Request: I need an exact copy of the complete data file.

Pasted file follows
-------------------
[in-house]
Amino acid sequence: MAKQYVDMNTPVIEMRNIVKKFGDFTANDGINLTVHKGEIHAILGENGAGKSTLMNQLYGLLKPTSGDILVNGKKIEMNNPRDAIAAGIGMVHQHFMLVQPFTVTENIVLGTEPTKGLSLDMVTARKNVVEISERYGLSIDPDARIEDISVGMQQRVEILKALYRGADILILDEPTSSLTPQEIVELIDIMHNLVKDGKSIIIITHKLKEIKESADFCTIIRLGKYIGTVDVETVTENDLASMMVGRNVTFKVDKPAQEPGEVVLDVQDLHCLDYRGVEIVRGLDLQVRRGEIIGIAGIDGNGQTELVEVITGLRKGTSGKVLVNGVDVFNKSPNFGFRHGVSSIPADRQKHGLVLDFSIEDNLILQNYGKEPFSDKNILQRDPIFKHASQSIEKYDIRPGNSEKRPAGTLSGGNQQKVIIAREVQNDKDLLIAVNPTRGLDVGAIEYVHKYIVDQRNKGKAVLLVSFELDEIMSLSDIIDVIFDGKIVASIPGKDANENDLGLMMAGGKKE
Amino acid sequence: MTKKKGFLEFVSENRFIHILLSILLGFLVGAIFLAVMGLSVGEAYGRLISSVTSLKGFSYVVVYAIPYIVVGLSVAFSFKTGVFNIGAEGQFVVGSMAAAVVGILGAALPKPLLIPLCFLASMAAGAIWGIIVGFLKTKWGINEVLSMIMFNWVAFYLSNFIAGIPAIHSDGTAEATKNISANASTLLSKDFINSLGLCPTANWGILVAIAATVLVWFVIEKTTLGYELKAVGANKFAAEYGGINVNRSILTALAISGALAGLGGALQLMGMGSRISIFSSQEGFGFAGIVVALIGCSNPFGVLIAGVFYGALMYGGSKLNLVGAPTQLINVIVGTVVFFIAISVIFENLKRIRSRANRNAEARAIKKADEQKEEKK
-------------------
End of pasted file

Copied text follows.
[in-house]
Amino acid sequence: MAKQYVDMNTPVIEMRNIVKKFGDFTANDGINLTVHKGEIHAILGENGAGKSTLMNQLYGLLKPTSGDILVNGKKIEMNNPRDAIAAGIGMVHQHFMLVQPFTVTENIVLGTEPTKGLSLDMVTARKNVVEISERYGLSIDPDARIEDISVGMQQRVEILKALYRGADILILDEPTSSLTPQEIVELIDIMHNLVKDGKSIIIITHKLKEIKESADFCTIIRLGKYIGTVDVETVTENDLASMMVGRNVTFKVDKPAQEPGEVVLDVQDLHCLDYRGVEIVRGLDLQVRRGEIIGIAGIDGNGQTELVEVITGLRKGTSGKVLVNGVDVFNKSPNFGFRHGVSSIPADRQKHGLVLDFSIEDNLILQNYGKEPFSDKNILQRDPIFKHASQSIEKYDIRPGNSEKRPAGTLSGGNQQKVIIAREVQNDKDLLIAVNPTRGLDVGAIEYVHKYIVDQRNKGKAVLLVSFELDEIMSLSDIIDVIFDGKIVASIPGKDANENDLGLMMAGGKKE
Amino acid sequence: MTKKKGFLEFVSENRFIHILLSILLGFLVGAIFLAVMGLSVGEAYGRLISSVTSLKGFSYVVVYAIPYIVVGLSVAFSFKTGVFNIGAEGQFVVGSMAAAVVGILGAALPKPLLIPLCFLASMAAGAIWGIIVGFLKTKWGINEVLSMIMFNWVAFYLSNFIAGIPAIHSDGTAEATKNISANASTLLSKDFINSLGLCPTANWGILVAIAATVLVWFVIEKTTLGYELKAVGANKFAAEYGGINVNRSILTALAISGALAGLGGALQLMGMGSRISIFSSQEGFGFAGIVVALIGCSNPFGVLIAGVFYGALMYGGSKLNLVGAPTQLINVIVGTVVFFIAISVIFENLKRIRSRANRNAEARAIKKADEQKEEKK